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Professional negligence claims against law firms triple

Lenders lead rush of redress for post credit-crunch property losses

4 December 2014

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High Court cases against law firms for professional negligence has almost tripled in the last year.

The number of claims has jumped from just 143 a year ago to 418 in 2013/14, according to City firm RPC, with many of the cases involving property and conveyancing disputes, including subprime mortgage lenders as claimants.

The firm suggests this sharp rise comes as the time limit for pursuing professional negligence claims arising from losses, stemming from the financial crisis in 2008, begins to close. Claimants have six years from the date of the alleged negligence to launch a claim.

RPC partner, Joe Bryant, commented: "On the face of it, this looks like a pretty shocking, sudden and unexpected rise. However, what we are actually seeing is a something of a delayed reaction, as many of those who lost out as asset values, such as property prices, plummeted in the fallout from the credit crunch, make a last-ditch attempt at recovering their losses.

"When things go wrong, there's often a desire to apportion blame and seek redress, whether justified or not. The financial crisis and the recession did expose fraud and other failures in the system. However, going after the fraudsters themselves is often a dead-end street. Claimants are far more likely to be able to pursue damages from professional advisers such as solicitors, claiming that their negligence was a key cause of their losses."

Usual failures

Examples of claims for professional negligence against firms have included failure to carry out adequate money laundering checks on property transactions, both from individual house purchases and high-value developments; failure to conduct checks for mortgage fraud, particularly on self-certification mortgages; and failure to identify mis-selling of inappropriate mortgage products or failure to recommend buyers obtain independent financial advice.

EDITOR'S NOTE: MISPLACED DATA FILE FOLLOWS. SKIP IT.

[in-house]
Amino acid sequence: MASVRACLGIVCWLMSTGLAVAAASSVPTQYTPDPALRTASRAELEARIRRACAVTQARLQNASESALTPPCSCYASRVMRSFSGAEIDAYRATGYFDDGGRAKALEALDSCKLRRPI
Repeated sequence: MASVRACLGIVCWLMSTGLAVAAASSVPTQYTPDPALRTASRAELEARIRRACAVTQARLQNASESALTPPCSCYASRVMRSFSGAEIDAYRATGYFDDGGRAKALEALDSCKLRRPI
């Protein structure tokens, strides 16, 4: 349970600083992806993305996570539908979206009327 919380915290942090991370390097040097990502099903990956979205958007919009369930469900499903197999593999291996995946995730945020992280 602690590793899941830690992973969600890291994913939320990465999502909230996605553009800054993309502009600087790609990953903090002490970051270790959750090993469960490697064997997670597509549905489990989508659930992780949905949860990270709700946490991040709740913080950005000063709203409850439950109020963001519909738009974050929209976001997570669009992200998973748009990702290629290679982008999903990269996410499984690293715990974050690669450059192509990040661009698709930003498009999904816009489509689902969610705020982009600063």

Bryant continued: "In recent years, valuers have been the main target of professional negligence claims, as disputes over whether they have overvalued individual properties or large-scale real estate developments are fairly easy to establish.

"Now aggrieved lenders, developers and individuals are turning their sights on law firms and what role they might have played in their travails, through poor conveyancing or failure to spot fraudulent mortgage applications or loan mis-selling. However, these kinds of claims against solicitors are likely to be far less clear cut or straightforward to prove."

He added: "With the deadline fast approaching, some claimants are taking their claims straight to court without making a comprehensive effort to resolve them first. It's likely that many of these eleventh hour attempts to get cases in under the wire may end up ultimately being settled out of court, once time pressure is no longer an issue."

John van der Luit-Drummond is legal reporter for Solicitors Journal

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Professional negligence